Dressing for fall and winter comes easy. There’s a whole range of tightly woven and napped materials for suits, such as wool gabardine and flannel, as well as an endless number of combinations you can make with patterned tweeds and casual trousers. Once temperatures get above 80 degrees, however, the dynamics are different. It takes a bit more thoughtfulness to wear tailored clothes in the summer. Some tips on how to give yourself a fighting chance:
1. Look for an Open Weave: How warm a suit feels is determined by many things – the type of fiber, the weight of the fabric, and even color. Far and away, however, the most important is the weave. An airy 10oz tropical wool will wear a lot cooler than a densely woven, 14oz Irish linen. To check the openness of the weave, hold the back of the jacket up and see how much light pours through. The more porous the weave, the better it’ll feel on a hot day.
2. Get a Softer Jacket: Unlike casualwear, tailored jackets have a lot of structure inside – padding, haircloth, canvas, etc. All that material can trap heat, so go for something as softly constructed as possible. Soft shoulders; minimally padded chest; lighter overall feel. Note, this can be a delicate balance. A completely unstructured jacket won’t have as much shape as a slightly structured one, so go for something that looks and feels right for you.
3. Rip Out the Lining: Most jackets these days are fully lined in Bemberg, which is a soft and silky material. If you can find it, Ermazine will be a little more breathable. Even better if you can get a jacket that’s partially lined – whether that’s half, quarter, or even totally unlined. That way, your body’s heat can easily escape. If your jacket is already fully lined, know that a local alterations tailor can remove the lining for about $50.
4. Opt for a Linen Shirt: Heres’s an easy experiment. Hang-dry two shirts, one linen and the other cotton, and see which dries faster. Linen will win by a country mile every time. Which means, when you’re wearing it on a hot, humid day, it’ll wick moisture from your skin better and stay dry easily. Cotton, on the other hand, will stay wet and cling – not a good look or feel.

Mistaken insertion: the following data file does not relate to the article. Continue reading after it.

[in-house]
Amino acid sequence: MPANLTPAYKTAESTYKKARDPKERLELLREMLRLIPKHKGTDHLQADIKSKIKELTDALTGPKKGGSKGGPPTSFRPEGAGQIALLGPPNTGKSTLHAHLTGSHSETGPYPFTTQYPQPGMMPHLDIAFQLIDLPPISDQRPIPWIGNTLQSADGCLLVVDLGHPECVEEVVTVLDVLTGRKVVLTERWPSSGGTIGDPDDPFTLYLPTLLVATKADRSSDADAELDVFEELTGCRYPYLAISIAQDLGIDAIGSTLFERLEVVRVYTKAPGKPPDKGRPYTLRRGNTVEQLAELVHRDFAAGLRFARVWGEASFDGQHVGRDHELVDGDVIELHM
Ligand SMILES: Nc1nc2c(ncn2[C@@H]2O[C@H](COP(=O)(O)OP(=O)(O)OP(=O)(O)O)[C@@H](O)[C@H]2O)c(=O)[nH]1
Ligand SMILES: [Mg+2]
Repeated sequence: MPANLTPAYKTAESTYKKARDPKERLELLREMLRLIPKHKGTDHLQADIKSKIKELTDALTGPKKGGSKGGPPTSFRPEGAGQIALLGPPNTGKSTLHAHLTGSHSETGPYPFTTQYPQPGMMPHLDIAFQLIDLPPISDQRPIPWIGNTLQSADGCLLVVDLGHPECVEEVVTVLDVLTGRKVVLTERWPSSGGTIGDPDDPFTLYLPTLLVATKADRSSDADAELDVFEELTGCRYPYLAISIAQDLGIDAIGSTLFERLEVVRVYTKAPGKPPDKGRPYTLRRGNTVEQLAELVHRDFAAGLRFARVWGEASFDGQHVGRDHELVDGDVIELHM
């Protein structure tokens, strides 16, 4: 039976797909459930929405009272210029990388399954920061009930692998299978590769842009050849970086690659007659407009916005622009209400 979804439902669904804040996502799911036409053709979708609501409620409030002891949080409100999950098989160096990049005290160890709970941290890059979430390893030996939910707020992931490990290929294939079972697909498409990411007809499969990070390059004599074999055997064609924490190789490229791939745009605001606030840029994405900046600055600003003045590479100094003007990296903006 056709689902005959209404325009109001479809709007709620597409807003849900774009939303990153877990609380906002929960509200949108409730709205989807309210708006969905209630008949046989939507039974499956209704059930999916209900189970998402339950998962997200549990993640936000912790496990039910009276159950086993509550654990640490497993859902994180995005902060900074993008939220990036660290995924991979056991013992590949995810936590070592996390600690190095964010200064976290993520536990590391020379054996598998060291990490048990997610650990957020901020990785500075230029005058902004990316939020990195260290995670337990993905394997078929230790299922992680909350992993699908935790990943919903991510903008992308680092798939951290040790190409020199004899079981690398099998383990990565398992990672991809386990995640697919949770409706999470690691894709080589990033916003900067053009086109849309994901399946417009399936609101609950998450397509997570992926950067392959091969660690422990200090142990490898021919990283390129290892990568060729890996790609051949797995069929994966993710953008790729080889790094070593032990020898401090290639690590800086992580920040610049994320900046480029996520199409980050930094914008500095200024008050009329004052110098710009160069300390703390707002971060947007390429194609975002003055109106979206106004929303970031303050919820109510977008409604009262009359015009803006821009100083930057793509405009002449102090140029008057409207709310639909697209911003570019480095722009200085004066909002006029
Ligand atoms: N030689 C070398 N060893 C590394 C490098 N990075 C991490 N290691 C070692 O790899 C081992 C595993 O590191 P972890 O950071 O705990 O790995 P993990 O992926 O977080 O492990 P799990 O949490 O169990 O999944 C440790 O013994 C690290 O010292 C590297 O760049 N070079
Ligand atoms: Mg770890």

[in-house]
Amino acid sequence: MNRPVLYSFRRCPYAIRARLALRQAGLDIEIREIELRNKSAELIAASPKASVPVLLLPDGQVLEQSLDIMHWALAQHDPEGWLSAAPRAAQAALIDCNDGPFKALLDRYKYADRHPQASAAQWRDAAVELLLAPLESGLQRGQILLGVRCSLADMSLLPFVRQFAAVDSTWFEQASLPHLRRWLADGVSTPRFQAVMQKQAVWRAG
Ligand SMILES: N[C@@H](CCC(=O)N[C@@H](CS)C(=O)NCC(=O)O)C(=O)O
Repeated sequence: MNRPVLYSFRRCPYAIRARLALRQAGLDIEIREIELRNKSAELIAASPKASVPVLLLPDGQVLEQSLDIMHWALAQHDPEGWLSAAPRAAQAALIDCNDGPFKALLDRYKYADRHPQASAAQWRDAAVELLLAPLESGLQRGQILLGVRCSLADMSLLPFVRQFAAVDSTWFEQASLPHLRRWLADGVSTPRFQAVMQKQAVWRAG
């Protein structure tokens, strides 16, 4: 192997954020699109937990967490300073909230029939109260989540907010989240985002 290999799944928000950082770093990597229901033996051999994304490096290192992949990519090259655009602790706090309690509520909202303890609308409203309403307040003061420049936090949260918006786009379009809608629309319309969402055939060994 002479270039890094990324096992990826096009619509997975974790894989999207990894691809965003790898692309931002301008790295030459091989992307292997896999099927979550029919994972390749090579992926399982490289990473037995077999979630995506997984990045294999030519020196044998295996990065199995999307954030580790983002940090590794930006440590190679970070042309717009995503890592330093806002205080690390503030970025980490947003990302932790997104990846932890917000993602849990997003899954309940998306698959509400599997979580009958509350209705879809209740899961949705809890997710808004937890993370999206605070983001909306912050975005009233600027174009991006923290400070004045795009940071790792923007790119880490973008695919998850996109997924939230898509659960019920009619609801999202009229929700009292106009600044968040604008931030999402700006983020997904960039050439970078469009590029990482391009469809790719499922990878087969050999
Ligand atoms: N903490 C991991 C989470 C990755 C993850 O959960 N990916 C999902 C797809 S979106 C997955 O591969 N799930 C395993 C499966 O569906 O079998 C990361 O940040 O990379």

5. Lose the Tie: A tie can be a nice way to accessorize, but an open collar this time of year can feel more comfortable. If you forgo the tie, try wearing a patterned shirt and/ or pocket square. They’ll help add visual interest, picking up slack where a tie would otherwise serve.
6. Dapper Classics’ Cotton Socks: Years before they became a sponsor here, Dapper Classics sent me a few of their cotton socks to try. I was really impressed. They’re made from a sturdy, thin, open weave cotton, which feels a lot better on a warm day than over-the-calf wool socks (or even the standard cotton socks you might get from Gold Toe or Marcoliani). It’s a small advantage, but one I’ve come to appreciate when temperatures get into the high 80s.
7. Aim for a Seasonal Look: Don’t just stick to navy and gray worsted suits. Cotton, linen, and tropical wool can look great this time of year in colors such as tan, cream, olive, tobacco brown, cigar brown, and Royal Air Force Blue. I also like the tonal navy seersuckers this season from Camoshita and Ring Jacket (the second of which is pictured above). They have all the charm of traditional seersucker, but feel slightly less preppy.
8. Wear Lighter Footwear: When everything looks light and airy, your shoes ought to match. Leave the double soled, country-grain brogues for winter. Summer calls for penny loafers, tassel loafers, and unlined suede chukkas. Belgians can also be good, even they’re a bit bold. Baudoin & Lange has Belgian-styled shoes without the dainty bow, if you’re on the fence.
Granted, at a certain point, nothing will make a hot day feel like a cool one, but with a few adjustments, you can wear tailored clothing a little more comfortably this summer.